(Philadelphia Tribune) – For Qualyn Meade, Cheyney University is a “school for second chances.”
After an old knee injury sidelined a cheerleading scholarship offered at Kutztown University, he took a year off before enrolling at Cheyney in Delaware County, one of the nation’s more than 100 historically Black colleges and universities.
“I know it’s crazy, but I cried when I first got to campus,” said Meade, now 20 and about to enter his second year at Cheyney. “I always wanted to go to an HBCU. Cheyney gives students who maybe aren’t the brightest, aren’t the strongest, a chance to thrive and succeed. Finally having that opportunity to start school and be able to do well. … It was overwhelming.”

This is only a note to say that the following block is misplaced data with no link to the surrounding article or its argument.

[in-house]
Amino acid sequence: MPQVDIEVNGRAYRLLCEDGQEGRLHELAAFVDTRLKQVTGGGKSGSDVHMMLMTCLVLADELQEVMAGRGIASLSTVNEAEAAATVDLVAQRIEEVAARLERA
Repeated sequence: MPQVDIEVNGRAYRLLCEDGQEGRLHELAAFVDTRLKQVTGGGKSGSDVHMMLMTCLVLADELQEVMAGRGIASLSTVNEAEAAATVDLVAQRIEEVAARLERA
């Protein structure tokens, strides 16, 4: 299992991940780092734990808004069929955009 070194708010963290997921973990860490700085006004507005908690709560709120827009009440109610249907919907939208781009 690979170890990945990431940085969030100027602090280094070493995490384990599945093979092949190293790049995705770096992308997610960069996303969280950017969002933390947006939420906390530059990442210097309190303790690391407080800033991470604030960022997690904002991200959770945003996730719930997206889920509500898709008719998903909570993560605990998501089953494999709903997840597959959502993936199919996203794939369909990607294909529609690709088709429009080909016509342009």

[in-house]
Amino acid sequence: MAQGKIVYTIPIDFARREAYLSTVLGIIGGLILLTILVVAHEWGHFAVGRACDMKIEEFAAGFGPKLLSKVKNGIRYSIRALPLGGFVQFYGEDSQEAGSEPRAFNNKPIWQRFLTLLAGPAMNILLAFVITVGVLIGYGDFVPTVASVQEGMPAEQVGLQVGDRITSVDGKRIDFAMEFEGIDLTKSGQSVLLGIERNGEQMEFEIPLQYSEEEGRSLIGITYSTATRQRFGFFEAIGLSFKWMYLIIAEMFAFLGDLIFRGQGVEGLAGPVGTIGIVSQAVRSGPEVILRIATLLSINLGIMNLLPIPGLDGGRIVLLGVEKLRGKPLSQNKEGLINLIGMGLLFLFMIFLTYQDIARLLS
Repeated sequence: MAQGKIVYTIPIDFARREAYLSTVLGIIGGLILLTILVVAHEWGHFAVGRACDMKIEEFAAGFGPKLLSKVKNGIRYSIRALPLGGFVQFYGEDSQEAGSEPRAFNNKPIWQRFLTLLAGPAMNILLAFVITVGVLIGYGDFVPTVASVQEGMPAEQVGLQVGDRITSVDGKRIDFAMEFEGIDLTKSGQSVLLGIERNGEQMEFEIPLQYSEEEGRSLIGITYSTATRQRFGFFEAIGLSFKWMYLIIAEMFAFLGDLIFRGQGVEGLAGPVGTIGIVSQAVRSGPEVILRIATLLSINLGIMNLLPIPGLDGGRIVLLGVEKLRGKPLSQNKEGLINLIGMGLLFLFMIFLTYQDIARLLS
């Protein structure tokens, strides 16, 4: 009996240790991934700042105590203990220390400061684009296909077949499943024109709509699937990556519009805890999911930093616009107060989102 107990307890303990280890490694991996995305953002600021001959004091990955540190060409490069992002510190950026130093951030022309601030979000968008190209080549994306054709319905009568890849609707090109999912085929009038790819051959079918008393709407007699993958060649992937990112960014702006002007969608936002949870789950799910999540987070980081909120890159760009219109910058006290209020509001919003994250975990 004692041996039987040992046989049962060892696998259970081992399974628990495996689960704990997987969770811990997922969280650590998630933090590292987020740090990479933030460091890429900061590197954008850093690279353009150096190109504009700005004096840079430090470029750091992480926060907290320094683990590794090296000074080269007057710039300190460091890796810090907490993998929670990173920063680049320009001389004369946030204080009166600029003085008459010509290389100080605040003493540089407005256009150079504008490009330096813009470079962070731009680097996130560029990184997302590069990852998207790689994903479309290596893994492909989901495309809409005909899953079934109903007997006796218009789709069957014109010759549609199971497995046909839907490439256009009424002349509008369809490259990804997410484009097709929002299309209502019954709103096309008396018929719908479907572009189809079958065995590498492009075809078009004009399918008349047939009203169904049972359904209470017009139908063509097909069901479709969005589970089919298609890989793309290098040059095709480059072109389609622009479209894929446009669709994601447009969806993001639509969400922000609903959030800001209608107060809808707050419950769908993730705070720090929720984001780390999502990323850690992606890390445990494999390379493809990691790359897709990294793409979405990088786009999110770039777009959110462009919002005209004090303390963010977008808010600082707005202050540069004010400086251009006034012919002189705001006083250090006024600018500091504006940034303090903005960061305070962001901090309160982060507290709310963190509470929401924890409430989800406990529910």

Meade, a Pittsburgh-area native, is walking in the footsteps of thousands of others who have attended Cheyney since it was founded almost 200 years ago to “instruct the descendants of the African Race in school learning,” as founder Richard Humphreys wrote in his will. One of 14 state-owned universities in the State System of Higher Education, it began offering higher education degrees in the early 1900s.